Endoscopy 2021; 53(04): 369-375
DOI: 10.1055/a-1199-5418
Original article

Effect of echoendoscope angle on success of guidewire manipulation during endoscopic ultrasound-guided hepaticogastrostomy

Takeshi Ogura
2nd Department of Internal Medicine, Osaka Medical College, Osaka, Japan
,
Nobu Nishioka
2nd Department of Internal Medicine, Osaka Medical College, Osaka, Japan
,
Saori Ueno
2nd Department of Internal Medicine, Osaka Medical College, Osaka, Japan
,
Tadahiro Yamada
2nd Department of Internal Medicine, Osaka Medical College, Osaka, Japan
,
Masanori Yamada
2nd Department of Internal Medicine, Osaka Medical College, Osaka, Japan
,
Akira Imoto
2nd Department of Internal Medicine, Osaka Medical College, Osaka, Japan
,
Akitoshi Hakoda
2nd Department of Internal Medicine, Osaka Medical College, Osaka, Japan
,
Kazuhide Higuchi
2nd Department of Internal Medicine, Osaka Medical College, Osaka, Japan
› Author Affiliations


Abstract

Background With endoscopic ultrasound-guided hepaticogastrostomy (EUS-HGS), guidewire manipulation might be a critically limiting step for nonexperts. However, the causes of difficult guidewire manipulation remain unclear. The aim of this study was to evaluate factors associated with successful guidewire manipulation.

Methods This retrospective cohort study included consecutive patients who underwent EUS-HGS between October 2018 and October 2019. We measured scope angle between the long and needle axes of the echoendoscope using still fluoroscopic imaging immediately after puncturing the intrahepatic bile duct. Factors associated with successful guidewire insertion were assessed by multivariable analysis using logistic regression.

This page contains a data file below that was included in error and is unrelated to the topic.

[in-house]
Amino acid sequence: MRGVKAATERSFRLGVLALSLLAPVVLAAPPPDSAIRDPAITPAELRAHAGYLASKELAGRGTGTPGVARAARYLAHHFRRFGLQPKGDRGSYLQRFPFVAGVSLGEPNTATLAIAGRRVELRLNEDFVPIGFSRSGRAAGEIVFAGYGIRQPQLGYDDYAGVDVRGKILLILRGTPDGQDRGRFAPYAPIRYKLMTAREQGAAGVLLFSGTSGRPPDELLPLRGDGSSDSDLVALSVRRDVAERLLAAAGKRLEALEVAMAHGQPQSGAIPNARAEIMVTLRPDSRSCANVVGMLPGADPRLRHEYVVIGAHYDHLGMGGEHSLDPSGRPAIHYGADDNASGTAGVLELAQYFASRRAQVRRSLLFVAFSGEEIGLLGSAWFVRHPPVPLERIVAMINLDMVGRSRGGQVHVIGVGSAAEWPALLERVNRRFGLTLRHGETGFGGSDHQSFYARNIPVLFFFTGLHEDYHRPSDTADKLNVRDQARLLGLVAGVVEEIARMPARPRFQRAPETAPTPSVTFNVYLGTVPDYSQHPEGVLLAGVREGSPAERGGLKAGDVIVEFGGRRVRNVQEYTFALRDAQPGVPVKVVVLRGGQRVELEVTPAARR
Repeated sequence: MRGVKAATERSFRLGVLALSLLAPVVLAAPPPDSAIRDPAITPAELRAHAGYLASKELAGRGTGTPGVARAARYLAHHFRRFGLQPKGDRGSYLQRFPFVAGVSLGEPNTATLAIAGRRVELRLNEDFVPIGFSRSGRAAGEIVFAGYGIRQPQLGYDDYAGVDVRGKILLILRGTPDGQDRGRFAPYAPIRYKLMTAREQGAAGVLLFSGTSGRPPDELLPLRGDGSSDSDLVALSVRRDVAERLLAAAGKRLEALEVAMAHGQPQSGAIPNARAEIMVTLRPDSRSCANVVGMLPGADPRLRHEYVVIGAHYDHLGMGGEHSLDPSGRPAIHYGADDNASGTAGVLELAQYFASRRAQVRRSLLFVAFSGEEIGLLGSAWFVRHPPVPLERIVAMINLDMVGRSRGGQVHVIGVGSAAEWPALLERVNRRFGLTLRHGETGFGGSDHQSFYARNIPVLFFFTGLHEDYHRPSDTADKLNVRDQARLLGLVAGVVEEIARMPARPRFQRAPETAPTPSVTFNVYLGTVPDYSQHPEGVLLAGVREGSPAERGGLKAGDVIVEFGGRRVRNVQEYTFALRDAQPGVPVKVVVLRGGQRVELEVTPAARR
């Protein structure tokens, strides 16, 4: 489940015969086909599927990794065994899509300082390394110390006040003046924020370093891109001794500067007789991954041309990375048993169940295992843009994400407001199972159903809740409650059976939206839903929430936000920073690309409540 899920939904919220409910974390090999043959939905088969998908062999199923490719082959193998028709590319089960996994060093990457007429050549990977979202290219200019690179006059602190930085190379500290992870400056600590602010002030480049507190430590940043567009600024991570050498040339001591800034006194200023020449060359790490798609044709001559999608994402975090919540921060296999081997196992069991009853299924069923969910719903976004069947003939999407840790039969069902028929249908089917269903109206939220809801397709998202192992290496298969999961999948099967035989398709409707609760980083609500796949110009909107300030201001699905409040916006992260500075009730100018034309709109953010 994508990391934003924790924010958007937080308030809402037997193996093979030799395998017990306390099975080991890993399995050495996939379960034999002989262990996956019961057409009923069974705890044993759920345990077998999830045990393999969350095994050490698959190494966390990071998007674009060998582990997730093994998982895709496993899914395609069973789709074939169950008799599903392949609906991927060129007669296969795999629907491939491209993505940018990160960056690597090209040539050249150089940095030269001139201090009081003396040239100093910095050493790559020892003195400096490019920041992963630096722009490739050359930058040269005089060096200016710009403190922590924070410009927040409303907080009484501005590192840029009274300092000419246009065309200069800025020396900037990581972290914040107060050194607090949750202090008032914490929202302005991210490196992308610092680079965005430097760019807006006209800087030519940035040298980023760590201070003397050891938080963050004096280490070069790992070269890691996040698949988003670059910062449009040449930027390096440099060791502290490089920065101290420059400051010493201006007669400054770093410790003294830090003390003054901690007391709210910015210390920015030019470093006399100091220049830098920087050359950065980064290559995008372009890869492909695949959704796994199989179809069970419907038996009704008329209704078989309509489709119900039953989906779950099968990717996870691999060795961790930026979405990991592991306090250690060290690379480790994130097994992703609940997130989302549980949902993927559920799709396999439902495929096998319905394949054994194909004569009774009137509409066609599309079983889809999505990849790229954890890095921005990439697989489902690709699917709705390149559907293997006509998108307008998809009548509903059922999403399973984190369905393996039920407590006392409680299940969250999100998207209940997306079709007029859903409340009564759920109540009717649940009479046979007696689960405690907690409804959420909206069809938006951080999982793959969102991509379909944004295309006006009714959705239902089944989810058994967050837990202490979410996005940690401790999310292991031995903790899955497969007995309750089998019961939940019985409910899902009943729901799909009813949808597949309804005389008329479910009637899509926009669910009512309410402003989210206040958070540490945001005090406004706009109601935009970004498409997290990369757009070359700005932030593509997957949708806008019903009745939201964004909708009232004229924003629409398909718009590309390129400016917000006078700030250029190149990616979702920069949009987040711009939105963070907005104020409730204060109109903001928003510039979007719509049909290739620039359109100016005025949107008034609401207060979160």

Result The influence of the angle between the fine-needle aspiration (FNA) needle and echoendoscope on failed guidewire insertion was assessed using receiver operating characteristic (ROC) curves. Area under the ROC curve was 0.86 (95 % confidence interval [CI] 0.00 – 0.76), and an angle of 135° offered 88.0 % sensitivity and 82.9 % specificity for predicting successful guidewire insertion. According to multivariable analysis, only angle between the FNA needle and echoendoscope > 135° was independently associated with successful guidewire insertion (odd ratio 0.03, 95 %CI 0.01 – 0.14; P < 0.05), whereas sex, puncture site, and diameter of puncture site were not significant factors. After multivariable analysis, all variables were adjusted using age ≥ 70 or < 70 years, yielding the same results.

Conclusion The angle between the FNA needle and echoendoscope might be associated with successful guidewire manipulation during EUS-HGS. Adjusting this angle to 135° before puncturing the intrahepatic bile duct might be helpful in achieving successful guidewire manipulation during EUS-HGS.



Publication History

Received: 25 February 2020

Accepted: 15 June 2020

Publication Date:
15 June 2020 (online)

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